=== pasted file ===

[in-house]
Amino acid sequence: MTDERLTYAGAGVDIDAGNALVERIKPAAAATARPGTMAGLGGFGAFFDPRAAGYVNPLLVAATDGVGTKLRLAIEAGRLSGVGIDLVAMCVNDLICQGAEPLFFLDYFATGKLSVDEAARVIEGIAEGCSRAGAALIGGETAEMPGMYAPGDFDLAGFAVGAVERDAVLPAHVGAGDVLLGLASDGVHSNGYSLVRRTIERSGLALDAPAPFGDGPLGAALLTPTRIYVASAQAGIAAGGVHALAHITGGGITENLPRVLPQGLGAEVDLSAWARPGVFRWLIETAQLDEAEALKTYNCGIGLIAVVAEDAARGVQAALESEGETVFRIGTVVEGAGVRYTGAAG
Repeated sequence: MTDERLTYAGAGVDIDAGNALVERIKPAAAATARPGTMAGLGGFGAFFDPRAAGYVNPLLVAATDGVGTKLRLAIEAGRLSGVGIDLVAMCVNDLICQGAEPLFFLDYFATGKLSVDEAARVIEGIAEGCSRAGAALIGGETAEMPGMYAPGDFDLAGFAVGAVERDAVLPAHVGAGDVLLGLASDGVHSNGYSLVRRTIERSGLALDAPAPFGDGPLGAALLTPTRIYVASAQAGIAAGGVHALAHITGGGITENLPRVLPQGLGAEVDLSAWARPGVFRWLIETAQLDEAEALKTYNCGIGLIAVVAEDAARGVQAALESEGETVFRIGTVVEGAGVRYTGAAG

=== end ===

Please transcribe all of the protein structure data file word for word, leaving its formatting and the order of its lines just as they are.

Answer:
[in-house]
Amino acid sequence: MTDERLTYAGAGVDIDAGNALVERIKPAAAATARPGTMAGLGGFGAFFDPRAAGYVNPLLVAATDGVGTKLRLAIEAGRLSGVGIDLVAMCVNDLICQGAEPLFFLDYFATGKLSVDEAARVIEGIAEGCSRAGAALIGGETAEMPGMYAPGDFDLAGFAVGAVERDAVLPAHVGAGDVLLGLASDGVHSNGYSLVRRTIERSGLALDAPAPFGDGPLGAALLTPTRIYVASAQAGIAAGGVHALAHITGGGITENLPRVLPQGLGAEVDLSAWARPGVFRWLIETAQLDEAEALKTYNCGIGLIAVVAEDAARGVQAALESEGETVFRIGTVVEGAGVRYTGAAG
Repeated sequence: MTDERLTYAGAGVDIDAGNALVERIKPAAAATARPGTMAGLGGFGAFFDPRAAGYVNPLLVAATDGVGTKLRLAIEAGRLSGVGIDLVAMCVNDLICQGAEPLFFLDYFATGKLSVDEAARVIEGIAEGCSRAGAALIGGETAEMPGMYAPGDFDLAGFAVGAVERDAVLPAHVGAGDVLLGLASDGVHSNGYSLVRRTIERSGLALDAPAPFGDGPLGAALLTPTRIYVASAQAGIAAGGVHALAHITGGGITENLPRVLPQGLGAEVDLSAWARPGVFRWLIETAQLDEAEALKTYNCGIGLIAVVAEDAARGVQAALESEGETVFRIGTVVEGAGVRYTGAAG